As of now, there are 3 Departments remaining that need to return their Council Annual Activities Report - Connecticut, Illinois, and Oklahoma. Departments are urged to complete their report and return it to the Legislative Division as soon as possible.
On another front, the Legislative Division continues the process of rebuilding the council for the 112th Congress and obtaining current NLC Information Sheets. There are still 20 vacancies on the council in various Departments and 175 info sheets outstanding. All Departments, NECmen, and Vice Chairmen were sent the current status of their respective councils in a recent email. Please understand that until an info sheet has been received from a nominee, their appointment to the council has not been finalized. As such, these persons may not be receiving this Weekly Update or our Action Alerts, thus hindering our influence on the passage or defeat of federal legislation based on the Legion's priority goals. We understand many nominees have submitted these info sheets in past years, but it is required every two years in order that we may be assured our contact information is current. The form can be quickly and conveniently completed by clicking on the following link and filling out the web form on the Legion's webpage: http://www.legion.org/legislative/councilinfo.
Departments are advised the vast majority of our communication with the council is conducted by email. We stress the necessity of council members having email capability not only because it saves time and money, but more importantly, because speed is often of the essence in reacting to changing legislative situations on the many issues that arise so quickly on Capitol Hill. Email provides council members and our grassroots activists with a timely and accurate communications medium in which they can immediately support our issues when called upon by a legislative alert.
For those council nominees without email who have yet to return info sheets, we plan another round of mailings through traditional mail in the near future. An accompanying cover letter will both state the necessity of email capability and request an email address of some sort be provided, for example through their post.
The importance of the Legislative Council cannot be minimized. It is the voice of The American Legion family, and the way in which members of Congress can be quickly contacted when legislative action is needed. Council members are relied upon to establish and maintain a relationship with their legislators, as well as to keep their lawmakers informed about key veterans' issues and educate them on the Legion's legislative agenda.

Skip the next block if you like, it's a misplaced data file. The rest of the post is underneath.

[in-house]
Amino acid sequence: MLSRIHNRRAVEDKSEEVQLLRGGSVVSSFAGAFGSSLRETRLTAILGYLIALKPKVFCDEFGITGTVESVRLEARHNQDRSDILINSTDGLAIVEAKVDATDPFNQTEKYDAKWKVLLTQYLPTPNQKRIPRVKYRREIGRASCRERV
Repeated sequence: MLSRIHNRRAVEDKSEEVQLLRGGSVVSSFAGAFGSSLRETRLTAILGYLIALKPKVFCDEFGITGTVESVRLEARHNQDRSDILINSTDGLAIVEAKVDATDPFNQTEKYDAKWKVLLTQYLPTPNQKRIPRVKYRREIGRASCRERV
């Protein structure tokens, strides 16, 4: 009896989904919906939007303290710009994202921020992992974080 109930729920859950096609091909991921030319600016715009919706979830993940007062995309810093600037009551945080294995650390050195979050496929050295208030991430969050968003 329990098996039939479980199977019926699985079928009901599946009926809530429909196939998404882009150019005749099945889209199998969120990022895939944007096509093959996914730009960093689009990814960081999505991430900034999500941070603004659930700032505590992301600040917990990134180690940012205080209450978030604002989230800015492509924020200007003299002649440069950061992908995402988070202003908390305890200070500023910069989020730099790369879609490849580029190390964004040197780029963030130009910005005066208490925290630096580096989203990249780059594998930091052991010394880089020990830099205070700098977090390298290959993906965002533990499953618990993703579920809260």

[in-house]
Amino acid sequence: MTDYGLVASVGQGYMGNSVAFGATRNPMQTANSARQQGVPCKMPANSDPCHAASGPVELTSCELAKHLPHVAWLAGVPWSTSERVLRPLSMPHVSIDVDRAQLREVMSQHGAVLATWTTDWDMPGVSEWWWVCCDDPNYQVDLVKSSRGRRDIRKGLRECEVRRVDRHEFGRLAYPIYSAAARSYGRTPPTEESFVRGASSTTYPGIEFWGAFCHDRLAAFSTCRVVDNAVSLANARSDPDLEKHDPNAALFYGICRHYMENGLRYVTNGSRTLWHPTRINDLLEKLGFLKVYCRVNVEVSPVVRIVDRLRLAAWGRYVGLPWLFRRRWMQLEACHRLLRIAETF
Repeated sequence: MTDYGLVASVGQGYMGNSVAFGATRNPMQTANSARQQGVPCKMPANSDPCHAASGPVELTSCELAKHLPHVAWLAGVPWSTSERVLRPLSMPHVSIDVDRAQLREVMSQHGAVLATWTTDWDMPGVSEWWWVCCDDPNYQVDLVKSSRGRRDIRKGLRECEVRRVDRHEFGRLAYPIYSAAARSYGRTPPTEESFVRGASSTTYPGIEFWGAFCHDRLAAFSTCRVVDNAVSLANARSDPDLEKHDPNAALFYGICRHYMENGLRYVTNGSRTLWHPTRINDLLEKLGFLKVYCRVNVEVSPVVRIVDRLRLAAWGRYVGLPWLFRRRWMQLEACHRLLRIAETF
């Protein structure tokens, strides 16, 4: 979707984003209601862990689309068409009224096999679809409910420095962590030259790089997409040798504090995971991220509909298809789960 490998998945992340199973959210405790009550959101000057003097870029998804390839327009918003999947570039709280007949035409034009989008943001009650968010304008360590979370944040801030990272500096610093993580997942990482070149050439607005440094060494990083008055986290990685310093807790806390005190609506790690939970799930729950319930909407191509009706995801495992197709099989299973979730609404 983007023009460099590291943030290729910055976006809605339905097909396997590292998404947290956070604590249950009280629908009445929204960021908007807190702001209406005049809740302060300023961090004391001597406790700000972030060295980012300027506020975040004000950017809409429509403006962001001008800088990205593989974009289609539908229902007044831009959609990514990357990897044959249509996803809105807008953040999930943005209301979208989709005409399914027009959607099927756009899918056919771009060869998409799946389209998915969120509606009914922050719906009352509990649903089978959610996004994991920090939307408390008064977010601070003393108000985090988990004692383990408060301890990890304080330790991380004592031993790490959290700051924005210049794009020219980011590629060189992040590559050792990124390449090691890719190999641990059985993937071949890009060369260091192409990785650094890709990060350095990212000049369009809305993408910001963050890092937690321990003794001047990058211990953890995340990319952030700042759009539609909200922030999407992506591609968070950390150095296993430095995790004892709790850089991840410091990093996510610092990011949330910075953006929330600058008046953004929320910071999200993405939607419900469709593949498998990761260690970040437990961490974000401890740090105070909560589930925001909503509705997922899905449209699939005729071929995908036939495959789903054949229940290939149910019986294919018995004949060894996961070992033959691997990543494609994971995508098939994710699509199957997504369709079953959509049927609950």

It would be helpful to understand some of the details of the VA budget in order to more thoughtfully discuss it with legislators, our post members and the public at large. For example, under State Veterans' Cemeteries Construction Grants, the President and Congress are talking about $46 million, while The American Legion is asking for $60 million. What would that additional $14 million do?
VA's State Cemetery Grants Program complements VA's 131 national cemeteries across the country. The program helps states establish, expand, or improve state veterans' cemeteries. To date, this VA program has helped establish 73 veterans' cemeteries in 38 states, Saipan and Guam, with three more under construction in Arkansas, Louisiana, and Texas. These cemeteries provided more than 25,000 burials In FY 2008. Since the program began in 1980, VA has awarded 174 grants totaling $340 million.
The National Cemetery Administration (NCA) received $46 million for the 2011 fiscal year, an increase of $4 million over FY 2010. There is no truly scientific way of determining an "average cost" to build a new State Cemetery or to expand an existing one. Many factors influence cost, such as location, size, and the availability of public utilities.
In 2009, the NCA grant authority was expanded to allow for grants to establish tribal cemeteries and operational grants to renovate and rehabilitate existing cemeteries. Despite this expansion of authority, there was no increase in funding. Because of this, a project backlog has begun where states and tribal entities must wait several years before receiving a grant from the NCA.
One might argue that in these economic times, having to wait a few years to establish a new cemetery is a minor inconvenience. However, few will argue that repair and renovation of a run-down cemetery, realignment of headstones, and other projects that preserve the sanctity of our veterans' final resting place can be delayed - especially if it's the cemetery your friend or family member is interred within.
The American Legion remains committed to working with the states, tribal entities, and NCA to carefully review the existing financial needs of this program and adequately fund it for the betterment of all veterans and their family members. In this collaborative manner, we can forever memorialize the final resting places of those who served.